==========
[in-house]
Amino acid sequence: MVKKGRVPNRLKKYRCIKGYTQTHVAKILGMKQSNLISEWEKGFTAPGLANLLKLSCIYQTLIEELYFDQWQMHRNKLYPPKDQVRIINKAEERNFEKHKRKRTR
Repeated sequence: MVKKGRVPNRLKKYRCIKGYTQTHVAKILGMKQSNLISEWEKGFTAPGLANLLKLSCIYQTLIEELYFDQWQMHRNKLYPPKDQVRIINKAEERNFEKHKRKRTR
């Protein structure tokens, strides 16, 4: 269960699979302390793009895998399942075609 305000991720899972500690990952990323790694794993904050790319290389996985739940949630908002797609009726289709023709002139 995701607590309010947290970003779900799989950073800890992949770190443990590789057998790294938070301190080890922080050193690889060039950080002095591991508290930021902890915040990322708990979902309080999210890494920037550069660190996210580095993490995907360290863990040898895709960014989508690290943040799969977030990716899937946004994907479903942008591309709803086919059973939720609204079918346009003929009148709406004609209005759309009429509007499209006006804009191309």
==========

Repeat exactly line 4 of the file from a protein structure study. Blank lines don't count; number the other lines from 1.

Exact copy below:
């Protein structure tokens, strides 16, 4: 269960699979302390793009895998399942075609 305000991720899972500690990952990323790694794993904050790319290389996985739940949630908002797609009726289709023709002139 995701607590309010947290970003779900799989950073800890992949770190443990590789057998790294938070301190080890922080050193690889060039950080002095591991508290930021902890915040990322708990979902309080999210890494920037550069660190996210580095993490995907360290863990040898895709960014989508690290943040799969977030990716899937946004994907479903942008591309709803086919059973939720609204079918346009003929009148709406004609209005759309009429509007499209006006804009191309």